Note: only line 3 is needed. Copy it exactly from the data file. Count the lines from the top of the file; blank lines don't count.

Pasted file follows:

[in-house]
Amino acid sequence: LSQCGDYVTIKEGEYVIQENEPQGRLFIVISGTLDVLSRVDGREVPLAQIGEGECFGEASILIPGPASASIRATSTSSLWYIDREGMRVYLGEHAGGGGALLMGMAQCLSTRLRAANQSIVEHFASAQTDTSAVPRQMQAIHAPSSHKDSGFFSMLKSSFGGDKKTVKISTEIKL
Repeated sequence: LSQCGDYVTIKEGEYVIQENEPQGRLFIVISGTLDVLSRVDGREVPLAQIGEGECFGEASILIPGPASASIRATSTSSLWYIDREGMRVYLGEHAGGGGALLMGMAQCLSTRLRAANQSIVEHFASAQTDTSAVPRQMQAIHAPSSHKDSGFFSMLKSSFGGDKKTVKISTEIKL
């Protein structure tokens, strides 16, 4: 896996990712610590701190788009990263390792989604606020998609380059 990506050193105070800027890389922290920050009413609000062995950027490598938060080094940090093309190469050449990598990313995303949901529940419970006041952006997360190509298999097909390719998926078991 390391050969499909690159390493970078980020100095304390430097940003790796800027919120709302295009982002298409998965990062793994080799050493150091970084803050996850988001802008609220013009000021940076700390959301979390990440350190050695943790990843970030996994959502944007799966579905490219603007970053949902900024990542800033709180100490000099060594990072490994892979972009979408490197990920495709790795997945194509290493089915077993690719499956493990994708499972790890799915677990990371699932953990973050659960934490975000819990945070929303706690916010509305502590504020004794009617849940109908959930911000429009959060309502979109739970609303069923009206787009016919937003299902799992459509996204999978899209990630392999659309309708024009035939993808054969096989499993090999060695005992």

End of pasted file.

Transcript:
Repeated sequence: LSQCGDYVTIKEGEYVIQENEPQGRLFIVISGTLDVLSRVDGREVPLAQIGEGECFGEASILIPGPASASIRATSTSSLWYIDREGMRVYLGEHAGGGGALLMGMAQCLSTRLRAANQSIVEHFASAQTDTSAVPRQMQAIHAPSSHKDSGFFSMLKSSFGGDKKTVKISTEIKL